McGuigan says students who missed out by a narrow margin should get their papers rechecked before they sign up to repeat.

There is a narrow window for students who want to get papers checked and when CAO offers must be accepted.

Mary Dorgan, head of admissions at the Institute of Education in Dublin, has interviewed hundreds of potential repeat students.

“In some cases there are extenuating circumstances such as illness, bereavement or family conflict and that can have a huge influence on a student’s results. They make very good very good repeat students because they have had a difficult year,” says Dorgan.

“Students who didn’t have extenuating circumstance need to ask themselves, ‘Why did I perform beneath my ability? Am I likely to improve what was my study like at weekends?’ You’re not going to improve your results just by repeating – you have to work harder and change your mindset,” she says.

“There are so many more options these days – the numbers repeating are decreasing every year.

“Students who get lower than average points should perhaps consider a PLC [post-Leaving Cert] as it would be a better option than repeating,” she says.

Dorgan says that while she can only speak from the point of view of private colleges, it does have its advantages over a regular secondary school.

“A place like the institute or other dedicated repeat colleges is exam focused. They are more focused on results and students get to learn study skills, exam techniques that they may not get in their own school,” Dorgan says.

“We always interview people coming in here and identify their strengths and weaknesses. If they weren’t good at Irish they can drop it – or take up another subject – we do fifth and sixth year in one year – that’s the advantage of going private.”

“There is nothing else going on except study so it focuses students. Our study halls are open from 8am to 8pm and weekends. It narrows the focus of a student because they are surrounded by others who have similar mindsets and there are less distractions,” she says.

Dorgan says that whether students choose to repeat in their own secondary school or go private, it is still down to the student to produce the results.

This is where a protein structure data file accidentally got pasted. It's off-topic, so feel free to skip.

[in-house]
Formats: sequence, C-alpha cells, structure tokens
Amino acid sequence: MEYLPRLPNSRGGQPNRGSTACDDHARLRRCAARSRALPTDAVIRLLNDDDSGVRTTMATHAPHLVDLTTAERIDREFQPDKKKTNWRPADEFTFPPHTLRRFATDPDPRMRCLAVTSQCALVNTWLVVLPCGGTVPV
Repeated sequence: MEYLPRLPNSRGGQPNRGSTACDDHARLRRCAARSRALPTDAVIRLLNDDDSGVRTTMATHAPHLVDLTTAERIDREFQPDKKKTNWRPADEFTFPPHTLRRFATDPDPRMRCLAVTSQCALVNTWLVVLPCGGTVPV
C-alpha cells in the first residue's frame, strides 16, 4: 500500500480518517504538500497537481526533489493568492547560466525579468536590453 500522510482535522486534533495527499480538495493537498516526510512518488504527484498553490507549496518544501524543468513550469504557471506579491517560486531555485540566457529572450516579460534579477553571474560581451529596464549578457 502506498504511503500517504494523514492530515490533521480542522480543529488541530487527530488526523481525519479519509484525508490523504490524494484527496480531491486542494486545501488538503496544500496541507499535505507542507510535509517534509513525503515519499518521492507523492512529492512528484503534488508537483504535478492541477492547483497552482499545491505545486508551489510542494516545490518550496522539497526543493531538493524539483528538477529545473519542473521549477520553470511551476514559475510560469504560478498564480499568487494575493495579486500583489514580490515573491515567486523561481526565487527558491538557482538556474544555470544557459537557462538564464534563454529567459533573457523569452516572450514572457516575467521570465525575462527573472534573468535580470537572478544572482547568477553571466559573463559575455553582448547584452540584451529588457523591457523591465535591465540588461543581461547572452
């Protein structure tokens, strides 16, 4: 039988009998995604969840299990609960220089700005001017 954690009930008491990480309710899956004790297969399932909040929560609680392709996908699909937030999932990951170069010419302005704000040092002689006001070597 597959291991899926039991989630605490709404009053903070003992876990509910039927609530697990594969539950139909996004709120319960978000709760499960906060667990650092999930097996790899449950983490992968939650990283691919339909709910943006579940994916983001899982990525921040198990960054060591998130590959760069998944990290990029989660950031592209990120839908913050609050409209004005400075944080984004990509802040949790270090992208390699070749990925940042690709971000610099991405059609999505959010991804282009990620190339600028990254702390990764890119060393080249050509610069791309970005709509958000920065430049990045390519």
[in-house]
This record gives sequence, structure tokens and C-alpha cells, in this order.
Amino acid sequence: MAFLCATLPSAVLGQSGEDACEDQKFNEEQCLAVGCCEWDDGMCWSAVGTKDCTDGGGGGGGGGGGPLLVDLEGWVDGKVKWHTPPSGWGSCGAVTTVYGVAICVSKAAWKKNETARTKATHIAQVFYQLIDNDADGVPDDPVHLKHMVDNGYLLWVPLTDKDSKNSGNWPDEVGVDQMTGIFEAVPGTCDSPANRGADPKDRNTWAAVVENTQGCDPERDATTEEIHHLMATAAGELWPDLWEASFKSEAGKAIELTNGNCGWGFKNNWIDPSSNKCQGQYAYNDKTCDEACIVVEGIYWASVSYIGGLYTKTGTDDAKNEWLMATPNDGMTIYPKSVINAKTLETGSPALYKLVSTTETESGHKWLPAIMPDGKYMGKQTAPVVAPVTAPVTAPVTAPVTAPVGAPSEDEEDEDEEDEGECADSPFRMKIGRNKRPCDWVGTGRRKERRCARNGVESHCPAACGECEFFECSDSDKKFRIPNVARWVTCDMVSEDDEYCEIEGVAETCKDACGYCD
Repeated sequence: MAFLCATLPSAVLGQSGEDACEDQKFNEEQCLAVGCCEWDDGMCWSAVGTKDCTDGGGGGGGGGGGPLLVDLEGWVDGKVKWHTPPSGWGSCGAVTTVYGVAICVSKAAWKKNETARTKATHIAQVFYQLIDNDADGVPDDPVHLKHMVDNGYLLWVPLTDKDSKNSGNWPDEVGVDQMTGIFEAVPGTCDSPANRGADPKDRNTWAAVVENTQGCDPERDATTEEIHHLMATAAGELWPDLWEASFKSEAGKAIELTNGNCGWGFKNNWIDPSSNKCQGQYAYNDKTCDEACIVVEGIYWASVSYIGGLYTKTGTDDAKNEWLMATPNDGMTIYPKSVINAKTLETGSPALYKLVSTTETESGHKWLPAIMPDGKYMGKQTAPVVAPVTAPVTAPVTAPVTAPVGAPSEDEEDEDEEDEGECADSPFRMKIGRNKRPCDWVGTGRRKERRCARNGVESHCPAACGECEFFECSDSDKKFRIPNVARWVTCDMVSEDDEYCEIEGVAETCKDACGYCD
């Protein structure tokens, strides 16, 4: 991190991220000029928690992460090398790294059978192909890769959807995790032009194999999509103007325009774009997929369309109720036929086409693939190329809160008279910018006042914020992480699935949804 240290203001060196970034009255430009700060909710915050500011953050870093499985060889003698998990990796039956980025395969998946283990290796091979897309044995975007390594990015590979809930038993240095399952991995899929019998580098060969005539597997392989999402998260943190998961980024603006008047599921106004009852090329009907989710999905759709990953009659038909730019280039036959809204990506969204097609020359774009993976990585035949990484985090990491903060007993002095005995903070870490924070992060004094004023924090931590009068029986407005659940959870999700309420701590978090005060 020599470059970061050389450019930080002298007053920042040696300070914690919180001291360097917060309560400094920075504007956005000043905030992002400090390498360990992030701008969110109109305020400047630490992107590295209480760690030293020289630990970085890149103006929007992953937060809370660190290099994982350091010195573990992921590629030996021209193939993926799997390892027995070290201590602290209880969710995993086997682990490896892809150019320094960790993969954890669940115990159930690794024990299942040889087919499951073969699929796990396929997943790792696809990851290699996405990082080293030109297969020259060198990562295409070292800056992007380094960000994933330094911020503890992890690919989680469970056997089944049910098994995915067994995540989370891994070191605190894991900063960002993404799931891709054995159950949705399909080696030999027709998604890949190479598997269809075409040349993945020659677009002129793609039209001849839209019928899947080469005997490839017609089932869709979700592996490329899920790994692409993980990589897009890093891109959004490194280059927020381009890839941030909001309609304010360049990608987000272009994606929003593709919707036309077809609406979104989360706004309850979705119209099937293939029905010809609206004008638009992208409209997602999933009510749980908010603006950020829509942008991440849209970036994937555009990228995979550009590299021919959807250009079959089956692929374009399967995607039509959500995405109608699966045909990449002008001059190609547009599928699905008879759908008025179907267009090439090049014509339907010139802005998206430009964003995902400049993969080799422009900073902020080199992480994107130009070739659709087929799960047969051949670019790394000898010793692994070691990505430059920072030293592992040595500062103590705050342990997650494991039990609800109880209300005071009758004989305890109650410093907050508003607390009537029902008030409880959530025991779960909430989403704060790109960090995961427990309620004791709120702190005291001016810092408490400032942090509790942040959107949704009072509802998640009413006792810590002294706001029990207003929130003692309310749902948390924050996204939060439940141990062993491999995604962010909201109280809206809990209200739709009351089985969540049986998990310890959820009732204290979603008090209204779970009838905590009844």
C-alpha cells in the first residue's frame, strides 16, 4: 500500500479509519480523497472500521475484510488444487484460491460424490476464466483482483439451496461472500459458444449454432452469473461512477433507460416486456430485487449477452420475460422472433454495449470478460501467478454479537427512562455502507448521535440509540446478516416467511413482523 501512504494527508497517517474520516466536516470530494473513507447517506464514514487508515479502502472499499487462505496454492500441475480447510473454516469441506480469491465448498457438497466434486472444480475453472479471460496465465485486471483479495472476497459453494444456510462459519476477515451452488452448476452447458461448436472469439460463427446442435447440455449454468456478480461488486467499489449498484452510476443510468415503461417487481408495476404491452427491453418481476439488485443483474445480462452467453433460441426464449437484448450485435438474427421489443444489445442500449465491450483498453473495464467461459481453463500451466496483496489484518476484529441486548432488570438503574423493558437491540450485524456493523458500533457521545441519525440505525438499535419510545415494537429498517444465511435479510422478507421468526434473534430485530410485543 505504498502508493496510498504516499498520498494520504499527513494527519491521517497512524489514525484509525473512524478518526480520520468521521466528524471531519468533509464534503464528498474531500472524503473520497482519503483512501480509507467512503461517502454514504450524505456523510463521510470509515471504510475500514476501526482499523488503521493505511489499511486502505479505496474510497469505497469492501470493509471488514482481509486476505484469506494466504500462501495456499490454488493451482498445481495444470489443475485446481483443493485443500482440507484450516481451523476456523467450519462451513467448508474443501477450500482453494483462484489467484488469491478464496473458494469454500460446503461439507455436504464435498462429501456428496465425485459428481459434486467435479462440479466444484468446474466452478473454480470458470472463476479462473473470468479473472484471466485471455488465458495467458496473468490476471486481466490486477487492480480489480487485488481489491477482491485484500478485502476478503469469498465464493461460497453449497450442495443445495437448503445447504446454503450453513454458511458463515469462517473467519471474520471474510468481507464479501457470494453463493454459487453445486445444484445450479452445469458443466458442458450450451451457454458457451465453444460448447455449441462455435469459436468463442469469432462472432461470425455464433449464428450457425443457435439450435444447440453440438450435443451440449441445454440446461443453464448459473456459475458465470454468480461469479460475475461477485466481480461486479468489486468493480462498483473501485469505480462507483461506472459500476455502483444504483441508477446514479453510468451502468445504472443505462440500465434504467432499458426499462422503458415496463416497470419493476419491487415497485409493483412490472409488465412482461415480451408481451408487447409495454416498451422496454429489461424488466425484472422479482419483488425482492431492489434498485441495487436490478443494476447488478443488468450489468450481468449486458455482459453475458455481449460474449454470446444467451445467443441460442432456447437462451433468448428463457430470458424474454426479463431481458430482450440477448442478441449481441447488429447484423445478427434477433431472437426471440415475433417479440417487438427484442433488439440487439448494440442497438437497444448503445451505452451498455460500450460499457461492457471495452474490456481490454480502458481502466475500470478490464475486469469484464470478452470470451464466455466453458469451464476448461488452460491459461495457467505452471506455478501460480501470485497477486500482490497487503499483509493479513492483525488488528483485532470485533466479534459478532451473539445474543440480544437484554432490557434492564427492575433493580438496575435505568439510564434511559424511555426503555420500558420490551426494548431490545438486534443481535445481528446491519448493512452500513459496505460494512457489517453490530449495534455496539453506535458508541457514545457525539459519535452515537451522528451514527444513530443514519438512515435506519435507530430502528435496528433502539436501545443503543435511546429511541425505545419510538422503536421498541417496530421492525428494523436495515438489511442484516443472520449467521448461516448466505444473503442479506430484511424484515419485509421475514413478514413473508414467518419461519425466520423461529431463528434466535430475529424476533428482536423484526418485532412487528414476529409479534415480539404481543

“There has to be buy-in from the student whether they choose public or private. Step back and really assess the whole thing in an honest light. Be honest with yourself.

“Repeating will not get you more points if you don’t figure out where you went wrong or aren’t prepared to do more that you did the last time around,” says Dorgan.


Returning to your former secondary school – if public – is much less expensive. There is also less travel time, you will be familiar with your surrounds and you are more likely to know all your peers.

One drawback of going back to your old school is that students are turning 18 or 19 years of age and feel more like young adults than innocent first years. Students might also feel left behind as their peers begin college life without them.

A number of schools and private colleges offer dedicated repeat years, where classes tend to be small and where students are treated as young adults.

Education and Training Boards (ETB) – the former VECs offer repeat Leaving Certificate courses in a number of colleges throughout the country.

Alternatively a number of private colleges offer repeat Leaving Certificate courses. Enrolment and advice on subject choices normally takes place from the beginning of August to mid-September each year, depending on the college. The cost of doing a repeat Leaving Cert varies.

ETB colleges are the less expensive option, however students are advised to check with their local ETB to see what exact costs are involved.

In the Dublin ETB area, repeat leaving certificate classes are offered in Plunkett College, Whitehall; Pearse College, Crumlin; Rathmines College and Ringsend College.

Schools with dedicated repeat classes include CBS Coláiste Mhuire, Mullingar Co Westmeath and St. Aloysius, Athlone, Co Westmeath.

Other Dublin schools with dedicated repeat classes are Marian College, Ballsbridge, O’Connell’s school North Richmond Street and St Joseph’s school, Marino.

Private colleges, such as Yeats College, offer courses in Galway and Waterford.

While in Dublin there is the Institute of Education on Leeson Street and Ashfield College, Templeogue.

Hewitt College in Cork and Limerick Tutorial College also do “repeat” years, but there are fees to be paid.


Coláiste Mhuire, Mullingar; Marino College, Dublin – free; O’Connell’s School, North Richmond Street, Dublin – free; O’Fiaich College, Dundalk, Co Louth; Portlaoise College; Rockwell College, Tipperary; St Flannan’s College, Ennis, Co Clare; St Joseph’s CBS, Fairview, Dublin; St Joseph’s College, St Laurence College, Loughlinstown, Dublin.

Bruce College, Cork – €6,950 ; Hewitt College, Cork – €6,950; Ashfield College, Dublin – €6,495; Institute of Education – €7,150; Limerick Tutorial College – €6,400; Yeats College, Galway and Waterford – €6,600.